Ivel, Piknen and Dugar walked down a large hallway, lined on each side by massive stone statues representing various dwarves of times past. The hall of Heroes, as it was called, was located within one of the deepest tunnels of Adgad. While the walls were naturally formed ages ago, the floor was a smooth and polished marble, tended to meticulously on a daily basis.
The hallway finally ended at a large doorway situated between the two legs of a giant, seated representation of a dwarf far more stunning than the many heroes – a representation of the dwarven god, Moradin.
Two stout, heavily armored dwarf guards stood with battleaxes crossed, guarding the door. Dugar walked in front of his companions and spoke, “We come seeking audience with the elder, Lacidin.”
“What be your reason to see the elder?” asked one of the guards, the one who’s helmet had a giant spike pointing straight up.
“We heard of the mission to Tarra. We got some heavy hammers and axes ready to cleave any nasties that need cleaving.” Dugar and his companions held up their respective weapons and smacked them on their shields at that.
“Very well,” said the guard, “you may enter.”
The two guards opened the door to reveal a large chamber that truly bespoke greatness. What was once the room reserved for the king of Claddigen upon his visits to Adgad was open before the three companions. Runes written in the dwarven tongue riddled the walls, accompanied by sculptures, speaking of great battles fought and won in times past. These sculptures were carved of the finest mithral mined within the deepest bowels of the kingdom. Luxurious tapestries depicting dwarven heroes cleaving the heads off of orcs, goblins and giants lined the back wall; before it stood a large throne of solid mithral – the throne of the king of Claddigen.
The room itself was a giant shrine to the dwarf god Moradin, for it was said that faith in him ran strongest in Adgad than in any of the other dwarven cities.
In front of the throne, however, was a simple chair made of stone, in which sat a gray bearded dwarf. Dressed in fine silk clothing colored bright yellow was the clan elder, Lacidin. Out of respect for the kings of old, he refused to sit on the throne. His chair was normally reserved for the King’s advisor upon his visit, and all other times for the High Priest of Moradin; but since the split between the clans, it now acted as the seat of the clan elder.
“Welcome, young ones,” said Lacidin in an old, withered voice, “what brings you here?”
At that, Ivel approached first, with a fist to his chest, “We come in answer to your request for hardy folks for the mission to Tarra.”
Piknen followed suit, with his fist to his chest, approaching the elder as well, “Our axes and hammers be itchin’ ta kill vile things ta aid the clan.”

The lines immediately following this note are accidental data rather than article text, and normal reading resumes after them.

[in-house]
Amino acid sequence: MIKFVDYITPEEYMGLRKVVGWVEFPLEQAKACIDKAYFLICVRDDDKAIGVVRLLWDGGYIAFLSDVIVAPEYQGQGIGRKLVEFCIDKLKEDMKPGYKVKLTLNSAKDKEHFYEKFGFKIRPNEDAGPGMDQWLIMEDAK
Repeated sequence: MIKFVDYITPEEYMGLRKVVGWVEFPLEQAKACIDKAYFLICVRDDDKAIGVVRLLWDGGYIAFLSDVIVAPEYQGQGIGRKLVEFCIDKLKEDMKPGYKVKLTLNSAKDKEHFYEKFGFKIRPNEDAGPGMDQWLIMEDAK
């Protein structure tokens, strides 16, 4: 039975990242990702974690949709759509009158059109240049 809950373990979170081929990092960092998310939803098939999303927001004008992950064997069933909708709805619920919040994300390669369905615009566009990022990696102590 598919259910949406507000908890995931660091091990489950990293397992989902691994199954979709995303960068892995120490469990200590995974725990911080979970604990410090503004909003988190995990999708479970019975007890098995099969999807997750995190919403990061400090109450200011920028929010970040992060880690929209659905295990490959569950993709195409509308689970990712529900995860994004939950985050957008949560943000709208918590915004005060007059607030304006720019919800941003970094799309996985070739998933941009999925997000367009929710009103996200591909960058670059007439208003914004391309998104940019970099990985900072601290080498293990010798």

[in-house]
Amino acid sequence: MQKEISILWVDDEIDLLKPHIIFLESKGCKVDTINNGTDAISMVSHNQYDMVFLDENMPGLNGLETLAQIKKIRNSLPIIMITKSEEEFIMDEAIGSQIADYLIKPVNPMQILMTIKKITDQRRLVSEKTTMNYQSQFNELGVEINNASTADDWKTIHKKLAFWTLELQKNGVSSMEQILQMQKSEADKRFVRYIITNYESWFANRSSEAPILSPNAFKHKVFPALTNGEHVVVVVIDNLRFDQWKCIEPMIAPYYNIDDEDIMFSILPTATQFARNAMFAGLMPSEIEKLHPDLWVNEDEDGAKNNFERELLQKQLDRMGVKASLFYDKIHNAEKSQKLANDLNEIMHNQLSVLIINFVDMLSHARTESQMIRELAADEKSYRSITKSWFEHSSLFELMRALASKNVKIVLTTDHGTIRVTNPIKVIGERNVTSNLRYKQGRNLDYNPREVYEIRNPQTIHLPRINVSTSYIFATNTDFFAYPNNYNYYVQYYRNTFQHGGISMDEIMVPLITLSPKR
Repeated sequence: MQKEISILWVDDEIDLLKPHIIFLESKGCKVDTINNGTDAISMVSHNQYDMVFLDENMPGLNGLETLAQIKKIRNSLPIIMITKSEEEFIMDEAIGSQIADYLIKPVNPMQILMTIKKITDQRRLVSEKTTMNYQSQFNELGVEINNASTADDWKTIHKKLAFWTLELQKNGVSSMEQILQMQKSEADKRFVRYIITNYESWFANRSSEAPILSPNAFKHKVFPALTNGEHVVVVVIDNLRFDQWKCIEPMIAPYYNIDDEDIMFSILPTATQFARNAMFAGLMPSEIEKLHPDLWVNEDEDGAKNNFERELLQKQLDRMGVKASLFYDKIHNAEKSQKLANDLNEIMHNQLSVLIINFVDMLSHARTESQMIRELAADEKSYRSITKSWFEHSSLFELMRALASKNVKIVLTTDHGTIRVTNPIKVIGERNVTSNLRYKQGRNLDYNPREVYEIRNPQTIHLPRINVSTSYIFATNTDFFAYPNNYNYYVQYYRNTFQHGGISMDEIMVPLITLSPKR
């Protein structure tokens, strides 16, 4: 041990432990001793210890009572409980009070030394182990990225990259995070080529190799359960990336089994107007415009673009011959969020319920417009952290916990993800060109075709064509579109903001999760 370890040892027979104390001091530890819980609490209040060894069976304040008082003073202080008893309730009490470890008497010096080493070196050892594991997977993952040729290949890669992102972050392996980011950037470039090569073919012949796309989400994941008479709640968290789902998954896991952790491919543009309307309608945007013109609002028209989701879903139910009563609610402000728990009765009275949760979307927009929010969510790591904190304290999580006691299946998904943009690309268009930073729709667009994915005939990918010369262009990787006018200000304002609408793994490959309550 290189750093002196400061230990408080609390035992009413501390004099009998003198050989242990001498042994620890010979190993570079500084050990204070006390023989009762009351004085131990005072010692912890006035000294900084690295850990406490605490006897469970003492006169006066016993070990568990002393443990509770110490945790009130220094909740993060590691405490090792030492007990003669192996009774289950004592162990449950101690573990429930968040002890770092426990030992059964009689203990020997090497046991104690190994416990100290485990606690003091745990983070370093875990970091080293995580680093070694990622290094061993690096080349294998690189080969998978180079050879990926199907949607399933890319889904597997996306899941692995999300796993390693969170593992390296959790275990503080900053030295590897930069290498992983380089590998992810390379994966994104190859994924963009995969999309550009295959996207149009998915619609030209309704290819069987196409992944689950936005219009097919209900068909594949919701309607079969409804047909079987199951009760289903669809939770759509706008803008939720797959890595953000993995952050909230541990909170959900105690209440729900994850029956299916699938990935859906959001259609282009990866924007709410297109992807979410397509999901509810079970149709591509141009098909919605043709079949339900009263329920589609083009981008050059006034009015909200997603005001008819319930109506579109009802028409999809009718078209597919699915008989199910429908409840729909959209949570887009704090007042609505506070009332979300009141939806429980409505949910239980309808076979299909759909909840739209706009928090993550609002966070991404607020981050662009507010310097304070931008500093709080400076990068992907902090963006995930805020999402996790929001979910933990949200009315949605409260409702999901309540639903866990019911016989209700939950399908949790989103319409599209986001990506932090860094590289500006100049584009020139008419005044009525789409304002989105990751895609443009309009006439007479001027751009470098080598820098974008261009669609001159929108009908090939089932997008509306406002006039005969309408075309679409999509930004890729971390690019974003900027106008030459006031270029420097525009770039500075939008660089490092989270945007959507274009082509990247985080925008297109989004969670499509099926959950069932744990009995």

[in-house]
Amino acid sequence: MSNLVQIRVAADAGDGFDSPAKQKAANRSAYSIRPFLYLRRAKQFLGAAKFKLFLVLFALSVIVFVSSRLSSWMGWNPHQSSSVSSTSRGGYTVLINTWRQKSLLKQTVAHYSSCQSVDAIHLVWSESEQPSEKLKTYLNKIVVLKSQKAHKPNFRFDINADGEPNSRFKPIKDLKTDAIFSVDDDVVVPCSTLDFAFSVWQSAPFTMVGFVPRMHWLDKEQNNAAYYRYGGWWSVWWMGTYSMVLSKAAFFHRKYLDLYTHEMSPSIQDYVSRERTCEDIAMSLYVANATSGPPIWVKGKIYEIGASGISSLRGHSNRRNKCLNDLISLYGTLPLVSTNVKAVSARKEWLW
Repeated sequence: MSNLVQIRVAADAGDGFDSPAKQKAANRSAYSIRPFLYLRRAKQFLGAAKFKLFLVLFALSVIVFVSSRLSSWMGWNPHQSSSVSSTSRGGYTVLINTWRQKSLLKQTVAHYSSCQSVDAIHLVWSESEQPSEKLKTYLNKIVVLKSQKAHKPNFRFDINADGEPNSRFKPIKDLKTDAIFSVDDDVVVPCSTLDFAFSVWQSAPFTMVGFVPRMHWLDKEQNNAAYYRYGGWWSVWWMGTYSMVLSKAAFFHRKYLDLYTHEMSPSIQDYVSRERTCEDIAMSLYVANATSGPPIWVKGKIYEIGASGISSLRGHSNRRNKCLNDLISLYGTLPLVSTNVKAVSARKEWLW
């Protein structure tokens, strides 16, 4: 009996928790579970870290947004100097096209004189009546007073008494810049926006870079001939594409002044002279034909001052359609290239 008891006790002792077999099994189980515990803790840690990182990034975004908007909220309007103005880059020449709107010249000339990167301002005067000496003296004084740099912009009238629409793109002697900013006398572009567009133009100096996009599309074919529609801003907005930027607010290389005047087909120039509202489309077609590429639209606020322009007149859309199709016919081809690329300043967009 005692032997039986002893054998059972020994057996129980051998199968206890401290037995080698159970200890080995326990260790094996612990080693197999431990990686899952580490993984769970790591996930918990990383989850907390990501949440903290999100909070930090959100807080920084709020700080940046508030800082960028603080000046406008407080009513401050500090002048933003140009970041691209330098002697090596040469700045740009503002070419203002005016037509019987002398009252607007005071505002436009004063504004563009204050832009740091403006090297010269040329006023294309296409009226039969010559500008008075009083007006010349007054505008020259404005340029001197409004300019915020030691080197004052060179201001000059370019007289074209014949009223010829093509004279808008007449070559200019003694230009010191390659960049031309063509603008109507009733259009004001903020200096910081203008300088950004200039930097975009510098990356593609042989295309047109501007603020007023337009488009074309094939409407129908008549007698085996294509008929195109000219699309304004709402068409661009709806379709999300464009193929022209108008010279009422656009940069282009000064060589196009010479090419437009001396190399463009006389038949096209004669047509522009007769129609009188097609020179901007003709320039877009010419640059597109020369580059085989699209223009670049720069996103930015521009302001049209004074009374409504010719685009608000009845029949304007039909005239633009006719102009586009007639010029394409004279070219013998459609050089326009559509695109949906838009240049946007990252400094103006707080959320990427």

“Ah…” the elder got up from his chair slowly. Although he appeared as strong as any dwarf with his large frame, his old bones had recently begun to wither with his old age, “it pleases me to see such vigor in the young, but I fear there are already some who have answered this call, and I cannot afford to send more than three of the clan to Tarra on this mission.”
Dugar opened his eyes wide at that, “but Lacidin, we have trained long and hard to serve the clan. Is there any way we could then join those who have already answered. There would be strength in numbers.”
“Ah young Gedoon,” started Lacidin, “your father helped us much in times past. He was a great friend of mine. Now he can’t even recognize me, with his memory gone as it is,” said Lacidin, gazing at the tapestries in the back, as if remembering times long gone. “I can sense the same fire and passion within you that he had about serving this clan. I think I can make this one exception and allow you to accompany the others. I will send a guard to inform them that you three will accompany them. You can meet them at the Old Stone just outside Adgad at highsun. They can explain the details of the mission to you then.”
“Thank you elder,” said Dugar, “we will join these fellows and serve Moradin well in this endeavor.”
With that, Piknen, Dugar and Ivel hit their chests with their fists, bowed, and made their way out.
The door to the throne room closed shut with a dry thud. Inside, Lucadin struggled to sit back in his small stone chair, breathing heavily as his many years weighed upon him.
His mind wandered for a second, lost in the legends written over every corner of the room, and then he began to think about what he had just done.
Stop it, he though to himself. There is no need to think of such things…
He looked back up at the statues of old, forcing his mind to think of better days, when a mysterious figure stepped out of the shadows behind him.
“Good work, Lacidin,” whispered the figure, “your clan might be spared after all.”
Lacidin could only sigh, his head down in shame.